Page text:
Teachers have been taking advantage of Twitter’s format to keep their classes engaged for years now.
Taking the time to learn how to use Twitter has proved worth the return for teachers throughout the world.
Here is a collection of dozens of projects and ideas to get teachers started using Twitter to build a better learning experience for everyone, divided into five categories:
Monica Rankin (University of Texas-Dallas) has students tweet their questions during lectures for greater engagement.
Other teachers have used Twitter to poll students and display results in real time using SurveyMonkey or similar tools. Similarly, a very creative teacher discovered a way to introduce students to the basics of probability by asking a broad question and charting the answers he received through @ replies.
Teachers and students from around the world can collaborate on projects using Twitter for communication. Students also learn different classroom and cultural protocols.
Or, partner up with local government or charitable organizations. Tweet about the latest cultural or educational events in the area and encourage others in the community to join in the discussion.
Have students tweet a summary of what they have learned prior to the end of class, and share questions to be considered for the next class. Have students summarize supplementary materials, and engage in tweet discussions with other students.
Any media studies class can tweet microreviews of movies, books and music.
Another way English teachers can stimulate their students with Twitter involves having them compile and edit coherent stories based on pre-existing tweets by other people.
Have students apply creative writing skills to create short stories via a series of tweets, written over time.
Creative writing or English students of all ages can participate as a group in making up a story character of their very own, with each individual contributing a tweet or 2 towards a personality or back story. Teachers can then ask them to write their own stories based on this collectively created literary figure
Post a daily word game challenge asking kids to unscramble anagrams, contribute synonyms or antonyms or give a definition for any vocabulary or spelling words.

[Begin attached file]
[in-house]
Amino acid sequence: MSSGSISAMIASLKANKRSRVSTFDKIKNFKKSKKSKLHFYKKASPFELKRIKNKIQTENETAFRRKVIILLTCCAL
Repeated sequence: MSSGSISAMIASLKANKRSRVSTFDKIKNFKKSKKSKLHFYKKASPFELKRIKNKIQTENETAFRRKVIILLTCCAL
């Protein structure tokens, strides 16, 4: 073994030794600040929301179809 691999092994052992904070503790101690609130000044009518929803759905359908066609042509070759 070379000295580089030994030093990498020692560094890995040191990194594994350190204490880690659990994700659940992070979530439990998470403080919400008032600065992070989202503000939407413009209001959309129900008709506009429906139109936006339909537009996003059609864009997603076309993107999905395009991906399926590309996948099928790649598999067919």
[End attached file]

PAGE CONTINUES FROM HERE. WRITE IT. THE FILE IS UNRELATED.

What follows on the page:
Have students poll fellow students or find and ask questions of experts on Twitter for use in assignments on trends, opinions and current events and research. Students can also subscribe to relevant #hashtags and accounts from all perspectives and compile an updated resource cobbling together as much research as possible.
Students can become politically active to learn politics or government by following government organizations that have Twitter accounts, and retweeting relevant events, news stories, blog posts and other media revolving around a chosen theme.
Narrow the old, reliable internet scavenger hunt to cover only Twitter, varying the degree of difficulty depending on the age range of the students. Much older kids may appreciate the added challenge of deciphering riddles that pull from their lessons.
Teach students to research ideas, opinions and movements as they happen by searching Twitter using keywords.
Older high school students who need to explore their career options before spiriting away to college benefit from real-world tweet discussions with professionals in paths they’re considering. Twitter helps them connect with primary sources and facilitates educational communication.
Teachers can set up an interesting assignment requesting that students set up Twitter lists following accounts relevant to their career goals and keep a daily journal on any trends that crop up along the way.
Keep history lessons engaging for children by asking them to tweet ideas and quotes from their favorite historical figures. Alternately, they can also pretend to be famous fictional characters.
Sick kids or paranoid parents may like the idea of following along with class field trips on Twitter, and teachers with smartphones can keep them engaged with pictures and descriptions of the lessons learned.
Have students live tweet their reactions books as they read, and to assigned movies. It teaches how perceptions change over time as more information and perspectives become available.
Kids studying art and the humanities can curate their own art shows based around creators, movements, regions, time periods or thematic elements that they enjoy, using Twitter as a way to show the world what they think belongs in a specific exhibit.
Art teachers curious about how Twitter can benefit their classes may like the idea of asking students to design their own creative backgrounds for friends and family – either digitally or using traditional media scanned into a computer.
Classrooms with enough resources can allow students to tweet their own notes during lessons and share with their peers – perhaps even printing them out for home use if they do not have internet access.
To keep everyone up-to-date, teachers can set up a Twitter account dedicated exclusively to due dates, tests or quizzes, and also post syllabus, and post supplementary materials.
Educators who require students to keep their own blogs may want to follow updates using Twitter rather than having to click through bookmarks for each one